June 18, 2014 by spinechillers
Critics have been raving about it, indie film fanatics have held it in high esteem and my friend and editor James Burt saw it twice. It seems like this film got Under The Skin of many people. It’s a film that has you mesmerised from the start, drawing you deeper into a dark world where an enigmatic woman lures men to their deaths. It’s a simple story, if it’s a story at all, but it is director Jonathan Glazer’s rendition of this slim tale that has people talking.
Based on the science fiction novel by Michael Faber, Under the Skin doesn’t sway too far from the beginning of the book which is about a predatory alien in female form that kidnaps men from the streets as she drives her Toyota Corolla around the Scottish Highlands. Jonathan Glazer swapped the car for a van, the Highlands for Glasgow and ditched the rest of Michael Faber’s story about canine aliens cannibalising the lonely men of Scotland. But what he replaced it with was spellbinding.
Jonathan Glazer is famous for his super stylish music videos. These include Jamiroquai’s Virtual Insanity, Massive Attack’s Live with Me and UNKLE’s Rabbit in your Headlights, a dramatic shot-on-the-street style video that could easily have been a scene in Under The Skin. Arresting imagery is Glazer’s forte and there’s no lack of it here.
RABBIT IN YOUR HEADLIGHTS
The movie begins with a Stanley Kubrick style opening. Quite what we’re looking at isn’t clear. It doesn’t really matter except to say that it’s the first of many puzzling scenes where the viewer is left to form their own opinion of what is happening. The drama that follows begins with a motorcyclist disposing of a female body and a woman (Scarlett Johannson) taking off her clothes.
The newly dressed woman drives around Scotland in a white van and spends the rest of the movie trying to lure men inside, though not before making sure they are single, lonely and won’t be missed by family and friends. The scenes in the van have had a lot of press. Scarlett Johannson learned to drive the van, the men were real and the scenes were shot on hidden cameras. It reminded me of an old TV series Taxicab Confessions, an award-winning reality show that used the same hidden camera techniques to give us insight into the ‘real world.’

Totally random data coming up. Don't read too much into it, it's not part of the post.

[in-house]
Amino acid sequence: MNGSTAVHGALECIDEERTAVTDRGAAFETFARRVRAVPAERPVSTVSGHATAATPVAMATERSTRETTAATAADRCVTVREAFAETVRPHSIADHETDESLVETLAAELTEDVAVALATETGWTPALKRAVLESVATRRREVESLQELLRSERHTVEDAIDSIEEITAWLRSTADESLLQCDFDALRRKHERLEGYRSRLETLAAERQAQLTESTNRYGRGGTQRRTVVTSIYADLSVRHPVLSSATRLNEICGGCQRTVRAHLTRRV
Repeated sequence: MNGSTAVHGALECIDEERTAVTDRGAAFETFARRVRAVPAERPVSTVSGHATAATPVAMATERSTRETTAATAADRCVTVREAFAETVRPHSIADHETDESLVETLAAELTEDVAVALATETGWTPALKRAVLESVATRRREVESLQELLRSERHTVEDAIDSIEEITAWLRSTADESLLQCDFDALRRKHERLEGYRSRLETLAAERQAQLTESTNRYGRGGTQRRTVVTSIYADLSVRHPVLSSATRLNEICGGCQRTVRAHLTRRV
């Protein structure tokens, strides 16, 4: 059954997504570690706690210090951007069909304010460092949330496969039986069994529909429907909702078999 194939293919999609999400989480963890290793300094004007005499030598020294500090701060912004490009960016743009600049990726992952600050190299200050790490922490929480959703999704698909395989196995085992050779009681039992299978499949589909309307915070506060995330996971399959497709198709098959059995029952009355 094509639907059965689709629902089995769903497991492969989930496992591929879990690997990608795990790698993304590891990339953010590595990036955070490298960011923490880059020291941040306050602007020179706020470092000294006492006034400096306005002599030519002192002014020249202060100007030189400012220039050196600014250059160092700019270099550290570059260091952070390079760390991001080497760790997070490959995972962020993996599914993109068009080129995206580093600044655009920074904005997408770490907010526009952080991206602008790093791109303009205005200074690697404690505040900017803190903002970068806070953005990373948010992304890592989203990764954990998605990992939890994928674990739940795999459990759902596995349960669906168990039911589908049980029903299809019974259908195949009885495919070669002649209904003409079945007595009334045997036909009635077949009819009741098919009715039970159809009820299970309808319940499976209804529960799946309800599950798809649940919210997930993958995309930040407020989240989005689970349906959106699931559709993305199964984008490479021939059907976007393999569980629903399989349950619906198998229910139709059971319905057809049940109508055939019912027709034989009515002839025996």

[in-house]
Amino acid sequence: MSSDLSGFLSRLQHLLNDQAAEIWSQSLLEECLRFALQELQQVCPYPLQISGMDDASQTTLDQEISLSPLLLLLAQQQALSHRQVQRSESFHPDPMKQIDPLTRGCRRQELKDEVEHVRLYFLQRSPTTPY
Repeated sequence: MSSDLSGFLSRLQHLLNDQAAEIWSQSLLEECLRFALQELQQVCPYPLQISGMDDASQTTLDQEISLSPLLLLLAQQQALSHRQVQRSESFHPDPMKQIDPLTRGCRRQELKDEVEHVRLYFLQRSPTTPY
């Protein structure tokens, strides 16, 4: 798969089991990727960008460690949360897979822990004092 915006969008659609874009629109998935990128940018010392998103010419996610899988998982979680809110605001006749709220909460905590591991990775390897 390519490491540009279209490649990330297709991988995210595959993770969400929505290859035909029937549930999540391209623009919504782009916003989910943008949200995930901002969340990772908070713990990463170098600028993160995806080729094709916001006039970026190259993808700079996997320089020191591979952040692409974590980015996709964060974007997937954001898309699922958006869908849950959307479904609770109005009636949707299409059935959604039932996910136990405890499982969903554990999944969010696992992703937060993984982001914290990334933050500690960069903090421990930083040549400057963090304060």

The pickup scenes are fascinating though sometimes the accents were so thick that they drew laughs from the audience I saw the movie with. You might ask why anyone would choose Scarlett Johannson to play the part of the woman if the aim was to be as surreptitious about the shooting as possible. But this is no low budget movie. Under The Skin is said to have cost around £8 million. And when you spend that amount of money a Hollywood star gives investors some kind of assurance that the movie might have box office appeal. However, as we will see, that confidence might have been misplaced.
Not everyone was a non-actor in the movie. A heart wrenching and convincing scene with neurofibromatosis sufferer Adam Pearson sent me to Google in search of more information. The reality of a situation where two very different people would come together struck an emotional chord. It was all very real to me especially having worked with people with rare disabilities in the past. Adam Pearson explains how he was recruited to the movie here: